When the Philadelphia Eagles picked up Michael Vick in 2009 after being away from the game for two seasons, I thought they were fools.
For years the Eagles were in contention for the Super Bowl, or at least a playoff run, and the missing piece wasn’t Michael Vick. Even before his legal problems, I was never a Vick fan. While an amazing athlete, he wasn’t a great quarterback. And the fact that he killed dogs only added to my disliking of him. So, him getting a second chance was difficult for me to understand. But then Donovan McNabb was sent to the Redskins. His successor, Kevin Kolb, went out with a concussion during the first game of the 2010 season. And Micheal Vick stepped in and had a solid comeback year. The result was Kolb being traded to Arizona and Micheal Vick signing a six-year, $100 million extension in 2011.
But after a disappointing 4-12 season in 2012, Micheal Vick’s time in Philly seemed all but expired. Vick was not only injured last season, he was very inconsistent with 2,362 yards, 12 touchdowns and 10 interceptions in 10 games. When Andy Reid got the axe, Vick was likely the next to go. But, for better or worse, he’s going to be in Philly for at least another year.
Vick resigned with the Eagles with a one-year contract that could earn him up to $10 million. The renegotiated contract will not only save the team about $5 million, it will also give new head coach Chip Kelly a chance to see what he can do with Michael Vick.
Despite Vick’s flaws, this new deal makes a lot of sense for both the player and organization.
The market for Vick didn’t seem very high. The Eagles probably wouldn’t have received much in return for Vick if they traded him. And Vick most likely would not have received this kind of money anywhere else.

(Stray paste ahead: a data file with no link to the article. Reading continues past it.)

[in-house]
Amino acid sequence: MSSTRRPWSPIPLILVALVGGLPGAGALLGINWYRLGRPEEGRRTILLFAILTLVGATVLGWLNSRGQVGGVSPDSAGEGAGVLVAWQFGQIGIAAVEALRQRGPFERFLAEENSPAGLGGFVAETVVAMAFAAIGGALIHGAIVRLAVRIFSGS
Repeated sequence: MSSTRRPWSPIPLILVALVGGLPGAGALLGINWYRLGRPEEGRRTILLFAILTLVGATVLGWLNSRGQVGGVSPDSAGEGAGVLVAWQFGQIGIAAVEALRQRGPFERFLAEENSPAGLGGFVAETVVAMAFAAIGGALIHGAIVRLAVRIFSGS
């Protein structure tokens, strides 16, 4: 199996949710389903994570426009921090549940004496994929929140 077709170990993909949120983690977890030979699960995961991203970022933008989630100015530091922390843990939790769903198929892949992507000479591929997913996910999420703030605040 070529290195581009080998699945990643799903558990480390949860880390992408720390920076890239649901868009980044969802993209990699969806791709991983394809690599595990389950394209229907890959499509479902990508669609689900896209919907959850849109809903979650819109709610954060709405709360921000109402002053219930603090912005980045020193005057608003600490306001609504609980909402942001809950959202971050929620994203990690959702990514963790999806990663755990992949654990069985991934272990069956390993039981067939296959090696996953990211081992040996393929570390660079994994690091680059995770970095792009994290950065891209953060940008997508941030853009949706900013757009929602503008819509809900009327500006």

Also, Vick seems like he could thrive in Chip Kelly’s aggressive and speedy offense that made Oregon a powerhouse in college football. Even though Vick will be 33 when the 2013 season gets underway, you have to remember that he missed those two years. He has less mileage than most other players at that age and still has plenty of speed.
If next season doesn’t work for Vick and The Eagles, he can become a free agent. This additional year gives Philly more time to evaluate Nick Foles or start scouting the 2014 NFL Draft, which has a stronger QB class than this upcoming draft.
As I mentioned earlier, I’m not a Michael Vick. But I believe that this was a smart move for both parties. But more importantly, it shows that Michael Vick has learned from his mistakes and is trying to become a better person. Before heading into jail, could you imagine Vick signing a one-year contract for $10 million? Do you think that he would try to become a leader and role model for other players and fans? Could you see him pleading in Atlanta to remain there, because he wanted to be there? I think that experience has humbled him. But only time will tell if he and Chip Kelly can lead the Eagles back to the top of the NFC East.
But that’s just one man’s opinion. Tell us what you think about this restructured deal in the comments.
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